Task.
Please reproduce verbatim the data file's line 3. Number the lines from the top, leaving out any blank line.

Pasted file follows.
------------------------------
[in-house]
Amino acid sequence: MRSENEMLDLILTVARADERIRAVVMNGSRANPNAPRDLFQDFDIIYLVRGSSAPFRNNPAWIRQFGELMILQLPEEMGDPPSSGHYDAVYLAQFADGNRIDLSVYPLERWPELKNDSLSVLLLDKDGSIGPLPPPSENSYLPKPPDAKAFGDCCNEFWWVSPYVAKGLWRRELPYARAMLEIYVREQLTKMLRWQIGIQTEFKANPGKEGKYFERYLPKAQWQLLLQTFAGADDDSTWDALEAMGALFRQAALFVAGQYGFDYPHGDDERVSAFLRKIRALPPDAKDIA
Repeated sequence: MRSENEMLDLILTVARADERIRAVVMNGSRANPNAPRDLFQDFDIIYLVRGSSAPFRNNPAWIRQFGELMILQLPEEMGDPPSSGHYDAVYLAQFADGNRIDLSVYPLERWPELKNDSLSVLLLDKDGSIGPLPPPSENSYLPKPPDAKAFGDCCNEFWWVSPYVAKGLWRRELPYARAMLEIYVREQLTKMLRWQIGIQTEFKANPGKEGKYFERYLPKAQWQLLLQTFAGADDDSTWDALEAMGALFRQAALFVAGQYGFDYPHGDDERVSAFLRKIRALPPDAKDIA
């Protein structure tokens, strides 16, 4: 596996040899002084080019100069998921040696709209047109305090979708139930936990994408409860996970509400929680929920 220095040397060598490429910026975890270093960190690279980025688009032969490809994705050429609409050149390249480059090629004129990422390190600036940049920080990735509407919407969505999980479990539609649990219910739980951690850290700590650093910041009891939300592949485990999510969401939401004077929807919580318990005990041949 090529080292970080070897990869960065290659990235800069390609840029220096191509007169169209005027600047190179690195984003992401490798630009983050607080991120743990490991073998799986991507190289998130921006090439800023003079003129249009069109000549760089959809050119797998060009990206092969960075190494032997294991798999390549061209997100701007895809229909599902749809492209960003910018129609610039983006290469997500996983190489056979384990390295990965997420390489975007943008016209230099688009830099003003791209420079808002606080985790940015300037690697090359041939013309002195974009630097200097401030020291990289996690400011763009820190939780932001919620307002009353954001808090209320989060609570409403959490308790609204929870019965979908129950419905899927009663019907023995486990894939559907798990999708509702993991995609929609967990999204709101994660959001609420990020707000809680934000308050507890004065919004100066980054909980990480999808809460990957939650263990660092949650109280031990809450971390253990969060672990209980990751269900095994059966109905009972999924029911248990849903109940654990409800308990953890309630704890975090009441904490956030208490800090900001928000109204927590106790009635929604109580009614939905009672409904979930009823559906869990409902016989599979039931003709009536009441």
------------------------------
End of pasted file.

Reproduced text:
Repeated sequence: MRSENEMLDLILTVARADERIRAVVMNGSRANPNAPRDLFQDFDIIYLVRGSSAPFRNNPAWIRQFGELMILQLPEEMGDPPSSGHYDAVYLAQFADGNRIDLSVYPLERWPELKNDSLSVLLLDKDGSIGPLPPPSENSYLPKPPDAKAFGDCCNEFWWVSPYVAKGLWRRELPYARAMLEIYVREQLTKMLRWQIGIQTEFKANPGKEGKYFERYLPKAQWQLLLQTFAGADDDSTWDALEAMGALFRQAALFVAGQYGFDYPHGDDERVSAFLRKIRALPPDAKDIA